CS:GO and Valorant Match Fixing – A Growing Problem?

Both CS:GO and Valorant have had some major developments in match fixing this past weeks. Bizarrely high levels of investigation into CS:GO match fixing has been reached. Valorant match fixing is seemingly becoming a problem too, especially with organizations currently signing transitioning players from other titles that have been previously involved in match fixing in other games.

Match fixing in esports throws both players and fans expectations of the game into problems. Without a fair playing field, there isn’t as much fun in following a sport. Equally if someone’s involved with esports betting, it would be particularly frustrating if the outcome was fixed. Developers do their best to cut down on match fixing, but it feels like it is becoming a bigger problem.

CS:GO match-fixing under increased scrutiny

CSGO match fixing problems have a long history, but they got particularly bad last year. Valve’s match fixing problems were extensive in this game and so widespread, that recently the ESIC and FBI have been investigating match fixing in North America

Mountain Dew League (MDL), the ESEA Seasonal League is the target, with what ESIC described as a “classic match fixing” scandal. The story goes that the target of the investigation are not just CSGO players, but individuals involved with betting and wagering as well.

Meanwhile, Dust2.us released a voice recording between Kevin “4pack” Przypasniak and Sebastian “retchy” Tropiano directly discussing fixing games at ESEA MDL Season 35 last October. Both players were recently part of Rebirth Esports, but have since left to form a team called ChocoCheck, rumoured to be sponsored by a “friend” of Retchy.

Every player “directly involved” in the leaked recording has been suspended by ESEA until May 3 for a “Gambling Violation”. Apart from the two mentioned above, Alex “⁠vek⁠” Voynov, David “⁠J0LZ⁠” Jolin and Carson “⁠nosraC⁠” O’Reilly were also handed suspensions.

The scary side of the story is the fact that ChocoCheck are not a bad team overall, and came really close to qualifying for BLAST Premier Showdown only days ago. Their potential willingness to drop games on “request” implicates more then just the North American tier2 scene.

The match-fixing problem is directly related to esports betting, and not just throwing games to allow other teams to win events. The FBI being involved with the recently formed sports betting unit, points towards this as well. The real meat of this story will likely develop in the following month.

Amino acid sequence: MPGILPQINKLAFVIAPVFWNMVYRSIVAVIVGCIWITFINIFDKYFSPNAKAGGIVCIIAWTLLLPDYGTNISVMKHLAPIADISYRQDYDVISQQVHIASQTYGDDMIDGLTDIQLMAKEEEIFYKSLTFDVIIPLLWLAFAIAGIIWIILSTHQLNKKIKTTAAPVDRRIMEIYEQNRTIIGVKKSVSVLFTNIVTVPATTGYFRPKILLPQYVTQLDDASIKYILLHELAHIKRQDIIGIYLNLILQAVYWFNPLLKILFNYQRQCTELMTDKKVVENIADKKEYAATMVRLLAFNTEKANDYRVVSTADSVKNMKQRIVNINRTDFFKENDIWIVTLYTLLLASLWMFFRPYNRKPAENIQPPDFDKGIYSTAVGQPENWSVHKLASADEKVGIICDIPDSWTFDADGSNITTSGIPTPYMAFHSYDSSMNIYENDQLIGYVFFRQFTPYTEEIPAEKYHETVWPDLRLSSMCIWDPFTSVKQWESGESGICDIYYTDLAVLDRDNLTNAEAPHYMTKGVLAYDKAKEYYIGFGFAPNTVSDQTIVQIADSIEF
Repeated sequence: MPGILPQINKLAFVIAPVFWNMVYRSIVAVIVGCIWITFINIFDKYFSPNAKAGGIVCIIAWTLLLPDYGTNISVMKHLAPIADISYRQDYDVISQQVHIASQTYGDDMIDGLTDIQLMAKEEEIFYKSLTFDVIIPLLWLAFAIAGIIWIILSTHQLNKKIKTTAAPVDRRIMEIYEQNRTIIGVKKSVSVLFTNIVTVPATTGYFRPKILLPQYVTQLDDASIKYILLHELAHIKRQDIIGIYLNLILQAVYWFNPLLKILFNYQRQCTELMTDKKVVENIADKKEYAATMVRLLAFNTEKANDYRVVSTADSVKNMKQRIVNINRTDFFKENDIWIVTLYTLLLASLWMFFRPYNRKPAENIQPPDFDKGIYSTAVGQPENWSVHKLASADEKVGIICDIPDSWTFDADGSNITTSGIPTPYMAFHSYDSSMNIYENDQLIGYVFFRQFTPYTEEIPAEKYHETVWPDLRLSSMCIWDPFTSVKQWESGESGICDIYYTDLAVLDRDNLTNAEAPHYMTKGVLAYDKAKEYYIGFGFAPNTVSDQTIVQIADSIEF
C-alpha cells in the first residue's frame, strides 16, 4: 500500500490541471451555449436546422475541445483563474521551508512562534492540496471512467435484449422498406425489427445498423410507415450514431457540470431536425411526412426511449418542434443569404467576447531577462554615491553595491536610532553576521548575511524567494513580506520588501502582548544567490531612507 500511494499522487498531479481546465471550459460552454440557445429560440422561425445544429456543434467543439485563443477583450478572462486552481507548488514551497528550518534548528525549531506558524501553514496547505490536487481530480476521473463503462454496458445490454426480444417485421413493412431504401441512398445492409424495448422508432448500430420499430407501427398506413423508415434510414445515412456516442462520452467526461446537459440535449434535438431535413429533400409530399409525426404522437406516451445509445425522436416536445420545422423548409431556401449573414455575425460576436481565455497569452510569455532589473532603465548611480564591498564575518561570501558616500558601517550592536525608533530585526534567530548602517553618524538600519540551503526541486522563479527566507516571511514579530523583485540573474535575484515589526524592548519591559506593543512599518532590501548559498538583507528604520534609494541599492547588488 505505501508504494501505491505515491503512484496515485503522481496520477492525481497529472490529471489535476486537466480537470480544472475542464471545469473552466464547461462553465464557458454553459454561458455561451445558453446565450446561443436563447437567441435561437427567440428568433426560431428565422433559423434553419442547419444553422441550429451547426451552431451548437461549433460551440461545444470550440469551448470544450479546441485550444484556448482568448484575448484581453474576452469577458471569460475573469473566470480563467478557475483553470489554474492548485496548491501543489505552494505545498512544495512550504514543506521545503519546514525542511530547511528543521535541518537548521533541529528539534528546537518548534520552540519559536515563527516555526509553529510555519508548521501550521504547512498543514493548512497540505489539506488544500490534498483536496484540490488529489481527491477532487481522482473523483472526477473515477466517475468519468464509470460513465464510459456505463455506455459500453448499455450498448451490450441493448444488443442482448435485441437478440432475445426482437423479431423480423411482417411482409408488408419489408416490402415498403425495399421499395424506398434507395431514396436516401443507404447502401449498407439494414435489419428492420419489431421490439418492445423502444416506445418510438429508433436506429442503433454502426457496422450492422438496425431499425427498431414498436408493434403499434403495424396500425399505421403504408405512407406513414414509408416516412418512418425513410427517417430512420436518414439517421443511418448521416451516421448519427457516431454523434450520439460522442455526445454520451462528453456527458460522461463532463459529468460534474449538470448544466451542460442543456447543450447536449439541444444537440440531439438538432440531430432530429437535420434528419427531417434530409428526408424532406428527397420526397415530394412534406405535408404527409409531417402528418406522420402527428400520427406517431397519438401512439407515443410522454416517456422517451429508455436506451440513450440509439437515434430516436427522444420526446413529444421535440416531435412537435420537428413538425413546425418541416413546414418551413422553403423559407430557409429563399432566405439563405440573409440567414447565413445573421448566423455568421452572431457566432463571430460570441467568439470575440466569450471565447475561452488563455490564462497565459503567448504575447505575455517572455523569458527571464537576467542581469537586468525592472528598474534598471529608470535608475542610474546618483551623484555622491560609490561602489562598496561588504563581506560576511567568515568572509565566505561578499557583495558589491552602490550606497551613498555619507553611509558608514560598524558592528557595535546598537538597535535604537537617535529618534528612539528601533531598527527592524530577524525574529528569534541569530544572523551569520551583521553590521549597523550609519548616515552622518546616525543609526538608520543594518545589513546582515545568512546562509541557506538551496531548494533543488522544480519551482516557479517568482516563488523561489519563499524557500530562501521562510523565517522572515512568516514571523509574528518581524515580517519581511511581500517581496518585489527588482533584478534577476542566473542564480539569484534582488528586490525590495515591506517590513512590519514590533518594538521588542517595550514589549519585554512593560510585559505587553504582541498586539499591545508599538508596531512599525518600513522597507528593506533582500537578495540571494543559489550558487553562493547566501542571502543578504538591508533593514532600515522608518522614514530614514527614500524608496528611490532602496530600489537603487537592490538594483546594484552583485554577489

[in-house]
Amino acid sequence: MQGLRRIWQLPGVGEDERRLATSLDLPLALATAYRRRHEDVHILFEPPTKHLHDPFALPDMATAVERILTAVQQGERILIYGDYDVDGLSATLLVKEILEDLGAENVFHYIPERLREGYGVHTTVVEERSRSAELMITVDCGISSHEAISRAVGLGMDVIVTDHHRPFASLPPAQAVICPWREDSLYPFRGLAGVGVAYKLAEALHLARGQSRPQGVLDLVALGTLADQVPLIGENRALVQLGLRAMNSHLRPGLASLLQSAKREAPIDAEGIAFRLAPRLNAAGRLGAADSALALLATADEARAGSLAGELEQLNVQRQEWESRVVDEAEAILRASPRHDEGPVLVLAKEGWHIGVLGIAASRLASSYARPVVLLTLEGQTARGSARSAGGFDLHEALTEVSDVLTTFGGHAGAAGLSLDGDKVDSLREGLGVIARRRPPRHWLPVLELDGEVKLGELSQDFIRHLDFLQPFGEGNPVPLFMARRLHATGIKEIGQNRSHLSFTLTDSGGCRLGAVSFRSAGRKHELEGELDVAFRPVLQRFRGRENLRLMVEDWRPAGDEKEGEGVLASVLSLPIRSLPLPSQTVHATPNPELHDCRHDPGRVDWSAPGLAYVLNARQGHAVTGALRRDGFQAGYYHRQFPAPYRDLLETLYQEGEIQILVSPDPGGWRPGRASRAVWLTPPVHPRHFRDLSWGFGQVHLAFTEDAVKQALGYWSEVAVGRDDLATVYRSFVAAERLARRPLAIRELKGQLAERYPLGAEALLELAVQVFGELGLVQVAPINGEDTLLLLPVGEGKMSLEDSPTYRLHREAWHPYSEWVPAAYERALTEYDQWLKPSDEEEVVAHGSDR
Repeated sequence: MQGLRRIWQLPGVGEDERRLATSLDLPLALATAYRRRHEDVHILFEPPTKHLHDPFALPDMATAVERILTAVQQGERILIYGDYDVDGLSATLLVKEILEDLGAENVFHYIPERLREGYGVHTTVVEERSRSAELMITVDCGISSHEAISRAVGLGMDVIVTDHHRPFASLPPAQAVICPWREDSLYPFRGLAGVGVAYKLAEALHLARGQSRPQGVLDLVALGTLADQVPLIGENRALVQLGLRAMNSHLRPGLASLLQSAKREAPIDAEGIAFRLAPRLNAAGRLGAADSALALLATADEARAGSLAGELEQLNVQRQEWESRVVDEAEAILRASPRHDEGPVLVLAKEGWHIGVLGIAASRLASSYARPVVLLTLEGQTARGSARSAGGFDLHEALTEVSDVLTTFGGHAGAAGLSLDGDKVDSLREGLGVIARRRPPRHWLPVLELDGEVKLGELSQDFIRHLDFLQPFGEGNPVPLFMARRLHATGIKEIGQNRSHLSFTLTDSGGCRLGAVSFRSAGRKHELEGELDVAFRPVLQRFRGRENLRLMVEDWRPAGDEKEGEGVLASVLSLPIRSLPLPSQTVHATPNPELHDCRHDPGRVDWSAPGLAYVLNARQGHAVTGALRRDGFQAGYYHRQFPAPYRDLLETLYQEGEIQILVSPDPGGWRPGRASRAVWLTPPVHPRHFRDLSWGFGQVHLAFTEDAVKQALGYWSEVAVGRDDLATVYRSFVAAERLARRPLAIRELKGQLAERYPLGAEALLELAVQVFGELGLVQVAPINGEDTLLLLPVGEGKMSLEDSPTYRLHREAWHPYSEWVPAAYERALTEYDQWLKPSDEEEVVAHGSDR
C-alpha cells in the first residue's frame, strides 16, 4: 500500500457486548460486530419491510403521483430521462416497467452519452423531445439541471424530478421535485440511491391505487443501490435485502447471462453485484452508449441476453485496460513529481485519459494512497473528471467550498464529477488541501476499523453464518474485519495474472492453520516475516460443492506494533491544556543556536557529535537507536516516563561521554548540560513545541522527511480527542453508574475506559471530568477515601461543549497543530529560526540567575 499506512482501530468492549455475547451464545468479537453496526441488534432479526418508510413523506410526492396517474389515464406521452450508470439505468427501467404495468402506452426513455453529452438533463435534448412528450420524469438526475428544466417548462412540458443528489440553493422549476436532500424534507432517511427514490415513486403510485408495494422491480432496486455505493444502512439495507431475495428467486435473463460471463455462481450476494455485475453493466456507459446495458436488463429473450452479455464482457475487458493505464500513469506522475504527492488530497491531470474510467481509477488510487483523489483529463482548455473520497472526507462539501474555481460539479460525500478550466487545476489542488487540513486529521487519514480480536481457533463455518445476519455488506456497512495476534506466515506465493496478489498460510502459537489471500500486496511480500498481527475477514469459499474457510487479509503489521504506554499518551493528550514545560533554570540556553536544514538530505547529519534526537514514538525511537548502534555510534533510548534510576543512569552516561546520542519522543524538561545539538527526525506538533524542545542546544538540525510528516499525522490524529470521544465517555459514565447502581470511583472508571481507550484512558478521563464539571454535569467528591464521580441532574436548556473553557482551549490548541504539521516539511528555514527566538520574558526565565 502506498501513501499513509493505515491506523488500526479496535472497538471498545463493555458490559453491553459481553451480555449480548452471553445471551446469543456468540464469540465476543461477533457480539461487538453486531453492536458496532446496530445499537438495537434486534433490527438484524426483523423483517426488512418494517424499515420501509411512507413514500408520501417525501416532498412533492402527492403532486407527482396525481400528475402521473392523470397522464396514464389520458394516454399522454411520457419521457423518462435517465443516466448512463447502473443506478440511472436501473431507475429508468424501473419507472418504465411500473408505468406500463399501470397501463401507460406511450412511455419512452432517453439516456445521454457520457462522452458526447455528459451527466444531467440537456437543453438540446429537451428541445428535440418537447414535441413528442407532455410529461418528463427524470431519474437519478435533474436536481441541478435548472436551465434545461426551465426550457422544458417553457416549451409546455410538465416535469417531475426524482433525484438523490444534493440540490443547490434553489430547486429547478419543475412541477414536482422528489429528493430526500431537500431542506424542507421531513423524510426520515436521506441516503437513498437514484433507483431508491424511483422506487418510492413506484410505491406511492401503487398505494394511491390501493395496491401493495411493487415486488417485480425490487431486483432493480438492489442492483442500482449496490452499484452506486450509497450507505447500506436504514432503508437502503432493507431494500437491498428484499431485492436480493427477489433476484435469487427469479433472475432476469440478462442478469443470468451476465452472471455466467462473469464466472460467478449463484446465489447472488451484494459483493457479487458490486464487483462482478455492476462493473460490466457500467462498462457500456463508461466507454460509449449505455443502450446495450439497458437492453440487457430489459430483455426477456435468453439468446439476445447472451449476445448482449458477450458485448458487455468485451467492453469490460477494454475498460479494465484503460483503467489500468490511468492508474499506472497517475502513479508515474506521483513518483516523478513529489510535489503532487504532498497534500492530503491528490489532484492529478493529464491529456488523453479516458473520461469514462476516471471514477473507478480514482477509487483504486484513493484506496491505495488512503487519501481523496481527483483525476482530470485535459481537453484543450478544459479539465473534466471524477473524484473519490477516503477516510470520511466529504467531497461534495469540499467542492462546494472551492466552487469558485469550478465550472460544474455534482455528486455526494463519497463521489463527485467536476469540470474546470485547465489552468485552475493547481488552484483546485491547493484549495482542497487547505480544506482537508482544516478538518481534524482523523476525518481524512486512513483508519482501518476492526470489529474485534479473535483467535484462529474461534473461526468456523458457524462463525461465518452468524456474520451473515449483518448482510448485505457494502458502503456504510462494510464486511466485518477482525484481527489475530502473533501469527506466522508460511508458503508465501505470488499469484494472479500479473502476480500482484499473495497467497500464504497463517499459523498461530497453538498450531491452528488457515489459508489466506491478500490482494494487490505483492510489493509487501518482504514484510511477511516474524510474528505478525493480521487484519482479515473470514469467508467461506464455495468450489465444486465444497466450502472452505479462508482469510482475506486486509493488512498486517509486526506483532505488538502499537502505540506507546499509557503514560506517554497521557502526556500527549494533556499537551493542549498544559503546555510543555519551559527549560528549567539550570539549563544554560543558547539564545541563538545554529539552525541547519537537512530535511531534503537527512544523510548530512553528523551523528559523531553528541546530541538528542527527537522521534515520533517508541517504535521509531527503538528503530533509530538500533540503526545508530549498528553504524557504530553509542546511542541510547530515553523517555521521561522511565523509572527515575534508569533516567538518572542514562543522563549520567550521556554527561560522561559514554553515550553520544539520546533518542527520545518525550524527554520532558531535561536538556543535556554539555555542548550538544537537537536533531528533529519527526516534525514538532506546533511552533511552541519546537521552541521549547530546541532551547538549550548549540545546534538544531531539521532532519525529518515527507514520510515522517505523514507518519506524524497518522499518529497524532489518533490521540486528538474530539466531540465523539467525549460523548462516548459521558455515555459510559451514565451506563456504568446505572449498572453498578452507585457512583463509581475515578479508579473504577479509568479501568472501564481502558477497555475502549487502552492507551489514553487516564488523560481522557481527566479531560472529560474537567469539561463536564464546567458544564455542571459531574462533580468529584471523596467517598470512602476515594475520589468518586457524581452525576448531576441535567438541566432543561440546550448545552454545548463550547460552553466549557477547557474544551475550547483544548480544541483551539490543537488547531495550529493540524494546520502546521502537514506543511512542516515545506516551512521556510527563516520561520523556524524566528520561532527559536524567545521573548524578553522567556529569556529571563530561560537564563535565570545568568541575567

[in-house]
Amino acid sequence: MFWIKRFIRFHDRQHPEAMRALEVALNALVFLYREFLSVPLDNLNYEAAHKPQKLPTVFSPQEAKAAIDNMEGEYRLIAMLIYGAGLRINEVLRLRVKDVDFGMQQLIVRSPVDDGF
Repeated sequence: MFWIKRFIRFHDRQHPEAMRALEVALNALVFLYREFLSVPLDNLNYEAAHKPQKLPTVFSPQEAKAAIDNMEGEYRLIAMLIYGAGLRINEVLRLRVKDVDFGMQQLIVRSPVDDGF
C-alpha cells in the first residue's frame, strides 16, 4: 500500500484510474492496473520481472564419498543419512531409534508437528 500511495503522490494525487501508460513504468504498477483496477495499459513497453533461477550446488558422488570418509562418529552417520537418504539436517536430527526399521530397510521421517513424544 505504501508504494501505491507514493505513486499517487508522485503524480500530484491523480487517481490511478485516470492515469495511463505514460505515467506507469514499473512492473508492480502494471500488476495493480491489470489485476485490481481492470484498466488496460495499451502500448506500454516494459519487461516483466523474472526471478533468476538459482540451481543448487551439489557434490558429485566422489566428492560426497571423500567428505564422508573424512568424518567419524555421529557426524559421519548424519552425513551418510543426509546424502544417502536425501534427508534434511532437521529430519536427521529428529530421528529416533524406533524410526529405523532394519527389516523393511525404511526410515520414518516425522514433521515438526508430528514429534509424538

Valorant match fixing problem on the rise

Their latest expansion to shooters, Valorant, seems to have inherited more than just gunplay from CS:GO. According to a news post by Richard Lewis, Riot Games are also looking into match-fixing recently, especially after more and more Valorant teams are looking to former CS:GO talent to fill their rosters. According to the report, Riot has begun to conduct interviews with specific Valorant players. This is to investigate match fixing allegations that have been around for a while. The details on these allegations aren’t exactly public, although there have been plenty of rumours in the community.

It hasn’t been made public just how much has gone wrong or anything has gone wrong just yet. Match-fixing is likely not happening at scale in Valorant, likely due to a very limited offering of markets at betting providers. Additionally, Riot have managed to keep most of it behind closed doors. If they investigate the problems themselves, they may want to avoid revealing the extent of potential match fixing as well.

However, this would be a problem for the game going forward. Fans and players have to feel like matches and esports events are fair. That can’t happen with match fixing. Especially when match fixing is then dealt with behind closed doors. The community needs to be told about the match fixing that affect events so far, so they can trust games in the future.

Something currently spreading around is that Valorant teams specifically sought out match fixing players. This is obviously a source of confusion for fans. Hiring players who are highly skilled but don’t play fair might feel like a quick way to a decent roster, but it has some obvious problems. The most cited story is the one of Kevin “poised” Ngo, who was released from Dignitas after his match-fixing scandal broke out last September.

Both CS:GO and Valorant match fixing problems clearly go a lot further than a lot of fans may have initially imagined. Both of their major games are undergoing big investigations. It draws all results into question. On top of that, if you bet on esports it runs the risk that you weren’t betting on a fair game. This is all pretty unhealthy. Riot are acting to get on top of the problem, but visibility is needed over the results to assure fans that the events are going to be fair.

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